Cell differentiation is an important process in living organisms. Differentiation is mostly based on binary decisions with theprogenitor cells choosing between two specific lineages. The differentiation dynamics have both deterministic andstochastic components. Several theoretical studies suggest that cell differentiation is a bifurcation phenomenon, well-knownin dynamical systems theory. The bifurcation point has the character of a critical point with the system dynamics exhibitingspecific features in its vicinity. These include the critical slowing down, rising variance and lag-1 autocorrelation function,strong correlations between the fluctuations of key variables and non-Gaussianity in the distribution of fluctuations. Recentexperimental studies provide considerable support to the idea of criticality in cell differentiation and in other biologicalprocesses like the development of the fruit fly embryo. In this review, an elementary introduction is given to the concept ofcriticality in cell differentiation. The correspondence between the signatures of criticality and experimental observations onblood cell differentiation in mice is further highlighted.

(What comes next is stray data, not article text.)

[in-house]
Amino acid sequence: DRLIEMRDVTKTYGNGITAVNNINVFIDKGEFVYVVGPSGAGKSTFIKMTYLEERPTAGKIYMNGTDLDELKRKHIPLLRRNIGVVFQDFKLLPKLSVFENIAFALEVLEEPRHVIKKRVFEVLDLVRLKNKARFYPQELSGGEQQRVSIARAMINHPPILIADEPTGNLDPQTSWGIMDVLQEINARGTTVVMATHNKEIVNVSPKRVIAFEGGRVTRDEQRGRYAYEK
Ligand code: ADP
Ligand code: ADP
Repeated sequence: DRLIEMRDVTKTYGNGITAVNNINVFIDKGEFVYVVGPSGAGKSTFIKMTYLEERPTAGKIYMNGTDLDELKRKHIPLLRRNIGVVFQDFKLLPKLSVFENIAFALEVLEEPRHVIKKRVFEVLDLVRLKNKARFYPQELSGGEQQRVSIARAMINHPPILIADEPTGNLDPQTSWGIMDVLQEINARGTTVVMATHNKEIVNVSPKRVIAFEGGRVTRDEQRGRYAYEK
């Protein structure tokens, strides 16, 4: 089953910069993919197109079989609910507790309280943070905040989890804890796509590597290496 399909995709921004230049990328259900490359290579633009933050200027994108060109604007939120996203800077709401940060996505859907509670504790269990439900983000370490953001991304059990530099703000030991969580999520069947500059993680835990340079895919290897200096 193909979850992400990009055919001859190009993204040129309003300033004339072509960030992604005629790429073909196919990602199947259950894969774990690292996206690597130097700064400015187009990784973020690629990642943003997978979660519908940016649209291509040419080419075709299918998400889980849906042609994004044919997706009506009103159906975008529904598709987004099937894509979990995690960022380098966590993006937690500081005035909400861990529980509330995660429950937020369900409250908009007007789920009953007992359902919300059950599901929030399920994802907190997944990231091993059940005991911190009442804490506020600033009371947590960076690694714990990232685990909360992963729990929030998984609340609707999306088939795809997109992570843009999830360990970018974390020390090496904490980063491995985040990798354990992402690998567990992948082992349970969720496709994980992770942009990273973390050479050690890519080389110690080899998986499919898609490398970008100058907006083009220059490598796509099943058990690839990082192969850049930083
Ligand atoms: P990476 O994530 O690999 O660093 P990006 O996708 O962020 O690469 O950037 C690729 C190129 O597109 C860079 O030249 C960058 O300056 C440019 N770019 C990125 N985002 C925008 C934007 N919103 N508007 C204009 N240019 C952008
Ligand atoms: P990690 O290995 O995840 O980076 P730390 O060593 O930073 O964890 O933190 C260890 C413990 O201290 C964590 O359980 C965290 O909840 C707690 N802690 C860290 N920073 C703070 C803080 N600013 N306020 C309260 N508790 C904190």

Volume 44 | Issue 4
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